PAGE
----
Five ways to get honest feedback from your team

The ability to ask for and receive honest feedback is one of the building blocks of an organisation’s work culture. This feedback is important as a tool to measure efficacy of practices, processes, and leaders. It is critical for companies to implement efficient systems through which employees can give frequent and honest disclosures about their opinions on all things workplace-related. ET brings you some expert opinions on how to get honest feedback from your team.

Have Widespread Involvement
An environment of inclusivity is essential for transparent feedback and honest communication. “Companies can roll out quarterly engagement surveys to associates to gather in-depth understanding of where it stands, and managers should also be coached to have conversations with associates,” said Hari Vasudev, vice-president of technology at Walmart Labs India.

Pick Up Cues
Managers and other senior leaders must keep their eyes and ears open on the floor every day to pick up cues or feedback that colleagues may be hesitant to share otherwise, said Vasudev. “Collaborative workspaces can go a long way in making it easy for managers to interact with their teams to build a rapport,” he said.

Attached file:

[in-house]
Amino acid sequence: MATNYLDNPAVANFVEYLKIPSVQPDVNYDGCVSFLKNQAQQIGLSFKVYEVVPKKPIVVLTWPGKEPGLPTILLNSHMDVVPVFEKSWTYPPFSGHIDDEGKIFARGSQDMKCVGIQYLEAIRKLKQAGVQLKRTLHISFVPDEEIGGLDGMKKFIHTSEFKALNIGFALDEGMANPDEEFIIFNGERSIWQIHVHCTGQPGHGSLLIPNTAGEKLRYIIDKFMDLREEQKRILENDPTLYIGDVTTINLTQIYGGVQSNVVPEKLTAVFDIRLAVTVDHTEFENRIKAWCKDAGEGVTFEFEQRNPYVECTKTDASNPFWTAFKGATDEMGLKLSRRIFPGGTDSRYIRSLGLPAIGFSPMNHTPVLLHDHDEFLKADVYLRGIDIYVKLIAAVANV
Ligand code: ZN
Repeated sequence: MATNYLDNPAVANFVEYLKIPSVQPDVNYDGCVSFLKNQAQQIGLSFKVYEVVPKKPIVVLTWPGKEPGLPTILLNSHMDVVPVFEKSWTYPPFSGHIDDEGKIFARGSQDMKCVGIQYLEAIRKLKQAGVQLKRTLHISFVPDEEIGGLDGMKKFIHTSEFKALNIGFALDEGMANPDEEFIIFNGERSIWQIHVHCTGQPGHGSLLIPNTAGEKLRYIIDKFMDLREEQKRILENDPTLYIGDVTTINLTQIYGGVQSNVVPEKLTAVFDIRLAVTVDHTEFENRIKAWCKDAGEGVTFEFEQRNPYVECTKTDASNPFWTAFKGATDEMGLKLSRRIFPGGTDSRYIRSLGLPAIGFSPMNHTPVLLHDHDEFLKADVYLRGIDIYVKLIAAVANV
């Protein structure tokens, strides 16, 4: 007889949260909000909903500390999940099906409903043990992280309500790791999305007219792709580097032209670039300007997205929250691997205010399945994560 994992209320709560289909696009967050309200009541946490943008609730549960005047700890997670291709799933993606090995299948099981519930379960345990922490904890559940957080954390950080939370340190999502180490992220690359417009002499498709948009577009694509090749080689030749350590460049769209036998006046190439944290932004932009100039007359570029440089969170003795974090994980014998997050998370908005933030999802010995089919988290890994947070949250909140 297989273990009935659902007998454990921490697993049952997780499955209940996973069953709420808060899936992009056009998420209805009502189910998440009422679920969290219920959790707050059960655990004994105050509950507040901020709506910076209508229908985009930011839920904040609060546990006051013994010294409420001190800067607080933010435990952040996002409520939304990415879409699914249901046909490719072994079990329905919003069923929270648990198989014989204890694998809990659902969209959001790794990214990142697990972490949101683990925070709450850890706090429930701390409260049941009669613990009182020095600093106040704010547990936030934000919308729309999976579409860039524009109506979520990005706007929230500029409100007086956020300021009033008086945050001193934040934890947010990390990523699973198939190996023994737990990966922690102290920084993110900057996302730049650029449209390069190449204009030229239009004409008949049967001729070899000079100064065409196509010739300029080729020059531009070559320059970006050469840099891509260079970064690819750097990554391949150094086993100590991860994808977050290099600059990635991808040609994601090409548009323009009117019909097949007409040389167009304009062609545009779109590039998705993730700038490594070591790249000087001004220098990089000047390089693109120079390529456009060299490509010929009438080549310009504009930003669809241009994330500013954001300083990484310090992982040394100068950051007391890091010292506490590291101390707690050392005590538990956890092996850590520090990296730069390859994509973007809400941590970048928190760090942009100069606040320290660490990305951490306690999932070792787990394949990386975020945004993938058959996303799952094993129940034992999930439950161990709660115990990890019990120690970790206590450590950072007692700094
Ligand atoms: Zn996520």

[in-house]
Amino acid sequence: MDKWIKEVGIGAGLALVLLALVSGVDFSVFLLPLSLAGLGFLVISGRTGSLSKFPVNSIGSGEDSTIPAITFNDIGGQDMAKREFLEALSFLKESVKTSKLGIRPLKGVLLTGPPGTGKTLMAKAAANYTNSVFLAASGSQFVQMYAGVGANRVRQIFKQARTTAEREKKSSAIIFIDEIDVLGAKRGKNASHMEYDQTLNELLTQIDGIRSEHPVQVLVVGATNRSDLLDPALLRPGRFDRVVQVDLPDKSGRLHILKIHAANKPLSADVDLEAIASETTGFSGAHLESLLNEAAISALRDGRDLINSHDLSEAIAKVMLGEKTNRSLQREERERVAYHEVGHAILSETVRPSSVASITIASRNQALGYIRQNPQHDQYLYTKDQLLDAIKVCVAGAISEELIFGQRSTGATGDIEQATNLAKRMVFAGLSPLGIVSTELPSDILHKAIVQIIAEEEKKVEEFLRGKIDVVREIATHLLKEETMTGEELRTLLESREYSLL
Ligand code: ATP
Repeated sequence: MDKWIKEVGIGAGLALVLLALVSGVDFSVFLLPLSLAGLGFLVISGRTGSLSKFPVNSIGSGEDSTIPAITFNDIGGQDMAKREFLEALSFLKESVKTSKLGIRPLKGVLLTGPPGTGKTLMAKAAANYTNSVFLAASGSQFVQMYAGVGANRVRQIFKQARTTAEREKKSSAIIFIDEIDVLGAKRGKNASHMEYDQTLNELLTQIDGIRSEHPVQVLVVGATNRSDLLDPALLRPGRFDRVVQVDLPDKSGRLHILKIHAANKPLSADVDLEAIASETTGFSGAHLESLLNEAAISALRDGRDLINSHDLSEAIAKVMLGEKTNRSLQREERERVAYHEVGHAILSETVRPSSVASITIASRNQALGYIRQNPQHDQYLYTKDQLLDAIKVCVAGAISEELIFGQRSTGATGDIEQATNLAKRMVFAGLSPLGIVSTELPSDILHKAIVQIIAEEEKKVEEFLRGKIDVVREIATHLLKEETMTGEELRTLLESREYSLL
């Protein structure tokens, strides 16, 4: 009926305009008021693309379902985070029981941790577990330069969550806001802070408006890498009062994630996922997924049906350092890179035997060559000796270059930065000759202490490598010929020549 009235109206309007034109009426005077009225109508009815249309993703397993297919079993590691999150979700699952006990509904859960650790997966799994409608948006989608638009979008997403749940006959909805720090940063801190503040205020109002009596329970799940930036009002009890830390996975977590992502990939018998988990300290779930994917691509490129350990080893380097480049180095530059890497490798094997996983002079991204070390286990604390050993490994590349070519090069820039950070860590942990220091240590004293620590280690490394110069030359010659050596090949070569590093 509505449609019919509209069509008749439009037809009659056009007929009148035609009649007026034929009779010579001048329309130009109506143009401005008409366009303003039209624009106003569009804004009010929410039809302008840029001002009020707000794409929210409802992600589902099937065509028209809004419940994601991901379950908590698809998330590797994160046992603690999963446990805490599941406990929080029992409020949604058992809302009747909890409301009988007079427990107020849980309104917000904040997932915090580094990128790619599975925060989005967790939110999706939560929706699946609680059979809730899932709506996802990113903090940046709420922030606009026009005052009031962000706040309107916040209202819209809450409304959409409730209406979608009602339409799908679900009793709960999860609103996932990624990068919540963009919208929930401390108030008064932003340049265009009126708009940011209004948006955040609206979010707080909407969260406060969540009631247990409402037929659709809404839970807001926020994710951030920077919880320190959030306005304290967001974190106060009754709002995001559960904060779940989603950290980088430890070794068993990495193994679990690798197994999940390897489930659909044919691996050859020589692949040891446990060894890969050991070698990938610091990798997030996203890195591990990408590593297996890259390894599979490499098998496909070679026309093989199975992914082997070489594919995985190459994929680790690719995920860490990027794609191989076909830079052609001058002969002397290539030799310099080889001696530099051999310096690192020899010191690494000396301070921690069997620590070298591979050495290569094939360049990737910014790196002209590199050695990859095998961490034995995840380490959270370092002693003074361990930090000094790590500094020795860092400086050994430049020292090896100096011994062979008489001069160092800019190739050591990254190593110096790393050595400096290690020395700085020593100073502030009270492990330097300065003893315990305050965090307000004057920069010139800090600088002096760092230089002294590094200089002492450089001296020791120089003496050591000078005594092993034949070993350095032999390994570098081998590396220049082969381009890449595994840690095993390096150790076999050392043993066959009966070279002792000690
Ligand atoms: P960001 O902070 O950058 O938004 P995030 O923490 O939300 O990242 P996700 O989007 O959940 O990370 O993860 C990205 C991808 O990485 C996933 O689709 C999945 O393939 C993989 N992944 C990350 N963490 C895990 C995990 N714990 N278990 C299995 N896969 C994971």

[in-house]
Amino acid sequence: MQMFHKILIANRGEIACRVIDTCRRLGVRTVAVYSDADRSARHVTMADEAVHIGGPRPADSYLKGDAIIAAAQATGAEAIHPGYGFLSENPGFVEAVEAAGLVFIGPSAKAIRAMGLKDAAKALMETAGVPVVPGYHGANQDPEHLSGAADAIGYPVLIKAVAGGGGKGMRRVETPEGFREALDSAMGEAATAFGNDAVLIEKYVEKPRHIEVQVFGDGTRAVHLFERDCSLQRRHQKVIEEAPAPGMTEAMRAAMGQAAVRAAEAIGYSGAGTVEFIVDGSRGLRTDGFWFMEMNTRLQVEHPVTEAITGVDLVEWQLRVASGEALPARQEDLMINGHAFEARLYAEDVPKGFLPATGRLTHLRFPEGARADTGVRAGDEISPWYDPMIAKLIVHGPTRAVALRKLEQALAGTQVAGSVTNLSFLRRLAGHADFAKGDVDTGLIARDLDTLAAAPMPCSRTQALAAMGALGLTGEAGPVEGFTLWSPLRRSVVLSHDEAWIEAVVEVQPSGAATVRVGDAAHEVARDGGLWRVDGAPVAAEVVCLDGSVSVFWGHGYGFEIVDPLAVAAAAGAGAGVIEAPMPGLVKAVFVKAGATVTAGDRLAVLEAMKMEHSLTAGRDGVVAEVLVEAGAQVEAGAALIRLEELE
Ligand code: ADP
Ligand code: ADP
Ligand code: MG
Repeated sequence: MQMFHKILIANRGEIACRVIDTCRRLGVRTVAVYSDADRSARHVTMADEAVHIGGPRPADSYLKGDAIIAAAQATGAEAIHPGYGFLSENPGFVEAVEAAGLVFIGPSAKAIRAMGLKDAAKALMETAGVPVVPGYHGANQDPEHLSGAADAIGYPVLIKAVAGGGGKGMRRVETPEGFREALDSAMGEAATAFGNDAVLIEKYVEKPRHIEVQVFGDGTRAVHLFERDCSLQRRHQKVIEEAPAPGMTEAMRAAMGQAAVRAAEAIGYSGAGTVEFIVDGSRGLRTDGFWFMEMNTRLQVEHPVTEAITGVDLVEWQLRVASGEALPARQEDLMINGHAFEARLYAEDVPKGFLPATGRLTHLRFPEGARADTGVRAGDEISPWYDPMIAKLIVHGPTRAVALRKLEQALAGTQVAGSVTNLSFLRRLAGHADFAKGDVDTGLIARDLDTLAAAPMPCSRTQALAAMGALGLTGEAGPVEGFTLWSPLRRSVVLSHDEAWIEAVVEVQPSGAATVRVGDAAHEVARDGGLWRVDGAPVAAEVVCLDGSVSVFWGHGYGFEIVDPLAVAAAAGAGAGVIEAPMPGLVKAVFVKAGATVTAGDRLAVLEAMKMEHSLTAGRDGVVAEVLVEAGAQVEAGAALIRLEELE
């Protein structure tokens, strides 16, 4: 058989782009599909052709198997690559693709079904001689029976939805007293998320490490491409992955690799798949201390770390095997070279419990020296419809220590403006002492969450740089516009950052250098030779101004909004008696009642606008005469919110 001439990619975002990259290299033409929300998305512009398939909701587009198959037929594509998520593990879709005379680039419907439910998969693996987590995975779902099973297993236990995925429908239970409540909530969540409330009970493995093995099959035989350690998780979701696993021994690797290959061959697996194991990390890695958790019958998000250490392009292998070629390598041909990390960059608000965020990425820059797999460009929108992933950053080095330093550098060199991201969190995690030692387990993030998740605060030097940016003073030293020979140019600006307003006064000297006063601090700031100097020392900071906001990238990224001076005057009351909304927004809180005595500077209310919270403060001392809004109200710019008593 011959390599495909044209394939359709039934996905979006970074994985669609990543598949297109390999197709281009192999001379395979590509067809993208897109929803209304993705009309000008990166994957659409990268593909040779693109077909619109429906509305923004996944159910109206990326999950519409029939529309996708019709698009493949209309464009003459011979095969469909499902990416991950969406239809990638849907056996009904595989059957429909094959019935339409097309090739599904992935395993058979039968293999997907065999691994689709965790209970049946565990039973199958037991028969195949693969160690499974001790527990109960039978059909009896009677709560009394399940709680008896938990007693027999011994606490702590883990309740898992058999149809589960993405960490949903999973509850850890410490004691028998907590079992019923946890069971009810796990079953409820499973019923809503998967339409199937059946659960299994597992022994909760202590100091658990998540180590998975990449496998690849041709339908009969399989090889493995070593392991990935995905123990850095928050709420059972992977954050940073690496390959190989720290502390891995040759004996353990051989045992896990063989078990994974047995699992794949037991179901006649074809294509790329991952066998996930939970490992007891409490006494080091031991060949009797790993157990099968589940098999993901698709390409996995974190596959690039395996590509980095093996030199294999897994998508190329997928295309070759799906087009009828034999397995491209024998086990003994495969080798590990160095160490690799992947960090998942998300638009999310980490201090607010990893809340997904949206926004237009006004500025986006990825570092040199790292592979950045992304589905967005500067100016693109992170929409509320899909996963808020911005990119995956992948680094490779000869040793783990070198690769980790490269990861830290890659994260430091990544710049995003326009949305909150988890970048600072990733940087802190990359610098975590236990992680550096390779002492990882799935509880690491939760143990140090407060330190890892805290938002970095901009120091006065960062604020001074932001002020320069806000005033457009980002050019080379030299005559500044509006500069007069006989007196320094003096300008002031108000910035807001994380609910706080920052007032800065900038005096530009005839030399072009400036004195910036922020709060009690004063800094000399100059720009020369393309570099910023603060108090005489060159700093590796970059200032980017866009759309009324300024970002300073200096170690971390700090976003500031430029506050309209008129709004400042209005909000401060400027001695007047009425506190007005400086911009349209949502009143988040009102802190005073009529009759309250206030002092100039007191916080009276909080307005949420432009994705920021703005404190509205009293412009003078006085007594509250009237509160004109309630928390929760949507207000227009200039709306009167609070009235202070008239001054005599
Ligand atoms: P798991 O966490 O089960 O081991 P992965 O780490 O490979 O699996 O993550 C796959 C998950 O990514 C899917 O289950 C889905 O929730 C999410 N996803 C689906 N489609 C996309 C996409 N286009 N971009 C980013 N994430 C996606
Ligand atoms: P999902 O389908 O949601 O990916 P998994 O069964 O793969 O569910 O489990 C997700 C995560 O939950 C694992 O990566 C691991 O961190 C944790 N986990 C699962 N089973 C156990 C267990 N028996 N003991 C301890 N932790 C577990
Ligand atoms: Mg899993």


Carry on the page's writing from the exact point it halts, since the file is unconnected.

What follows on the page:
Hold Skip-Level Meetings
Such meetings are a great way to ensure that employees are able to voice their concerns and have their opinions heard without trepidation. “Skip-levels make room for real-time feedback — which is essential if you want to retain your younger employees — and prove to be even more useful in the event that you spot a potential setback before it escalates,” said Pallavi Jha, chairperson and managing director, Dale Carnegie Training India.

Introduce Some Anonymity
The option to share feedback without fear of any setback or threat can often induce employees to provide really valuable insights, said Suresh Bose, head of group human resource at Vedanta Group. “A formal, non-anonymous feedback form will only reveal some of the superficial, non-threatening issues that affect the workplace, without mentioning the most important, underlying problems,” Bose said.

Create An Open Culture
While town-hall meetings, surveys, and feedback sessions are great methods to know what your employees feel, remember that the quality of feedback that you receive is largely dependent on the culture that you’ve created. “If you appear approachable and reasonable, you’ll find that your employees will be more honest about what they think,” said Jha. Vedanta’s Bose recommends that organisations create a portal where employees can share feedback without any hesitation.

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